Goldman Sachs's Business Practices: Preserving "Intimacy And Esprit de Corps"

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As you may have heard, Goldman Sachs today released a 63-page report detailing what percentage of revenue comes from the bank's own trading and investing, as well as other disclosures attempted to show pull the veil of secrecy back just a bit and show the world that while yes, ritual sacrifice in the basement of 200 West and a Buffalo warehouse is standard, Goldman Sachs is a friendly squid with nothing to hide. The second page of the document (via Deal Journal) kicks things off with "The Goldman Sachs Business Principles," such as:

Our assets are our people, capital and reputation.
If any of these is ever diminished, the last is the most difficult to restore. We are dedicated to complying fully with the letter and spirit of the laws, rules and ethical principles that govern us. Our continued success depends upon unswerving adherence to this standard.

We stress creativity and imagination in everything we do.
While recognizing that the old way may still be the best way, we constantly strive to find a better solution to a client's problems. We pride ourselves on having pioneered many of the practices and techniques that have become standard in the industry.

Our business is highly competitive, and we aggressively seek to expand our client relationships.
However, we must always be fair competitors and must never denigrate other firms.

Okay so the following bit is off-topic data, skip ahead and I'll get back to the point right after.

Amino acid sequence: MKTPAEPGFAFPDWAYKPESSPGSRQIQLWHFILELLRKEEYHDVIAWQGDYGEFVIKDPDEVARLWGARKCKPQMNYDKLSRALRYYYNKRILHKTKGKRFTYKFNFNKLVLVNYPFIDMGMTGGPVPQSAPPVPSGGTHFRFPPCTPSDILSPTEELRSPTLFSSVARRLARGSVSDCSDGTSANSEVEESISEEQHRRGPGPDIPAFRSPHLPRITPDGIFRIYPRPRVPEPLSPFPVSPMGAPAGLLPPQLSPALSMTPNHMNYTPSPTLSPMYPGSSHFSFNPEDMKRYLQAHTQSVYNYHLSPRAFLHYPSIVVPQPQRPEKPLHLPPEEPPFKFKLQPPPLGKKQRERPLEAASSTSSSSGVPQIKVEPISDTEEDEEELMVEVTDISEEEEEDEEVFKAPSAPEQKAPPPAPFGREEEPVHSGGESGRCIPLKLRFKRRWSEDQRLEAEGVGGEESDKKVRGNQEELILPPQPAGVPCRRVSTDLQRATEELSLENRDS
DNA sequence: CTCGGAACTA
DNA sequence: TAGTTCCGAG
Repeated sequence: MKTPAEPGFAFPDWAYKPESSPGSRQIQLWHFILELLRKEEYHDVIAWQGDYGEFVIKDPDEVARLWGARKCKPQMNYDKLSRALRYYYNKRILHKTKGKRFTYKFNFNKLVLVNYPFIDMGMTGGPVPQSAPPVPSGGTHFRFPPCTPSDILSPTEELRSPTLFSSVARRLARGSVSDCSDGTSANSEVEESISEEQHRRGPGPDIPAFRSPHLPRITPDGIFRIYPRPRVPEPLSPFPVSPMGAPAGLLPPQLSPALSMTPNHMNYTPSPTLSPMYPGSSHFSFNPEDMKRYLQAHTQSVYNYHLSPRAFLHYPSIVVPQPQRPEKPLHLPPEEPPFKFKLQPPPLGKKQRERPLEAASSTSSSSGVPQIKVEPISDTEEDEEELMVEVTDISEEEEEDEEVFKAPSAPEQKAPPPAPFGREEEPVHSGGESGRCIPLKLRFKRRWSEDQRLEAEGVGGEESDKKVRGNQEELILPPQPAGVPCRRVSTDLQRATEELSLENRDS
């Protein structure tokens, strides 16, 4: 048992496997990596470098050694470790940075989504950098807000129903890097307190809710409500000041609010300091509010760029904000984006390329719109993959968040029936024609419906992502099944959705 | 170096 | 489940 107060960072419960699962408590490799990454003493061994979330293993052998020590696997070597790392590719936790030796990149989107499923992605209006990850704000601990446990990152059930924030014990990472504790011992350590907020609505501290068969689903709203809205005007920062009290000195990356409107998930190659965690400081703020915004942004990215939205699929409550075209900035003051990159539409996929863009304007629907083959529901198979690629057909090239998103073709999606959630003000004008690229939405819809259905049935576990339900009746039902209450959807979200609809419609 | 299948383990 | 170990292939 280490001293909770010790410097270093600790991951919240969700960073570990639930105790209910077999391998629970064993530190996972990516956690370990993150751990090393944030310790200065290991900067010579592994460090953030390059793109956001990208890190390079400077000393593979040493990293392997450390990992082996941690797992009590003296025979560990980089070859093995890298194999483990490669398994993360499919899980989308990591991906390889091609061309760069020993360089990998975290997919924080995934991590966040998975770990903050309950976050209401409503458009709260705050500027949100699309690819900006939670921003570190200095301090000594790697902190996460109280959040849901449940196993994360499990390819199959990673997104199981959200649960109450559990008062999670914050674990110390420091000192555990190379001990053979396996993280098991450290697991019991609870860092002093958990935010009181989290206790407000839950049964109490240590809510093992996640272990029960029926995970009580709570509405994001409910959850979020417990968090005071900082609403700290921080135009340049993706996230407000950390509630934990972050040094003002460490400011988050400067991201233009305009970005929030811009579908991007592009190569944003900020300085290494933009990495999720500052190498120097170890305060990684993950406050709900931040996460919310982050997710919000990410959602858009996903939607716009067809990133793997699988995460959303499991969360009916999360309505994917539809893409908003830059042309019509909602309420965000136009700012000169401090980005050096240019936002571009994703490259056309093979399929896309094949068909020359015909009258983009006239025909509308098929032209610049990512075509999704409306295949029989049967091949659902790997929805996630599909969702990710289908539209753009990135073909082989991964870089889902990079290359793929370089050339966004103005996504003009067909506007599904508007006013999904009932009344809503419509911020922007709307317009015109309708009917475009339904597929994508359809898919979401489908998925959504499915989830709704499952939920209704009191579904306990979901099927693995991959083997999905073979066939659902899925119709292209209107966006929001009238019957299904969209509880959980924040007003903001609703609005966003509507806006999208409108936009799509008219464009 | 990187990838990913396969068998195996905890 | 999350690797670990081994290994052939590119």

We consider our size an asset that we try hard to preserve.
We want to be big enough to undertake the largest project that any of our clients could contemplate, yet small enough to maintain the loyalty, the intimacy and the esprit de corps that we all treasure and that contribute greatly to our success.

Another reason for the report was to show that contrary to what some people believe, Goldman Sachs loves its clients and that business about a buddy system between the prime brokerage and prop desk in order to facilitate front running of client trades? Baseless rumor at best. Sure, there were times when lines were flirted maybe occasionally crossed by accident. But that was the old Goldman Sachs. The new Goldman Sachs respects boundaries. Having said that, some clients like it when things are taken a little further than others are comfortable with and so, a formal chart has been devised so that GS can keep track of who's down for anything and who's not, called The Matrix.

Read The Goldman Sachs Business Practices Report [Deal Journal]

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A week ago today, a man named Greg Smith resigned from Goldman Sachs. As a sort of exit interview, Smith explained his reasons for departing the firm in a New York Times Op-Ed entitled "Why I Am Leaving Goldman Sachs." The equity derivatives VP wrote that Goldman had "veered so far from the place I joined right out of college that I can no longer in good conscience say I identify with what it stands for." Smith went on to note that whereas the Goldman of today is "just about making money," the Goldman he knew as a young pup "revolved around teamwork, integrity, a spirit of humility, and always doing right by our clients." It was a culture that made him "love working for the firm" and its absence had stripped him of "pride and belief" he once held in the place. While claiming that Goldman Sachs has become virtually unrecognizable from the institution founded by Marcus (Goldman) and Samuel (Sachs), which put clients ahead of its own interests, is hardly a new argument, there was something about Smith's words that gave readers a moment's pause. He was so deeply distraught over the differences between the Goldman of 2012 and the Goldman of 2000 (when he was hired) that suggested...more. That he'd seen things. Things that had made an imprint on his soul. Things that he couldn't forget. Things that he held up in his heart for how Goldman should be and things that made it all the more difficult to ignore when it failed to live up to that ideal. Things like this: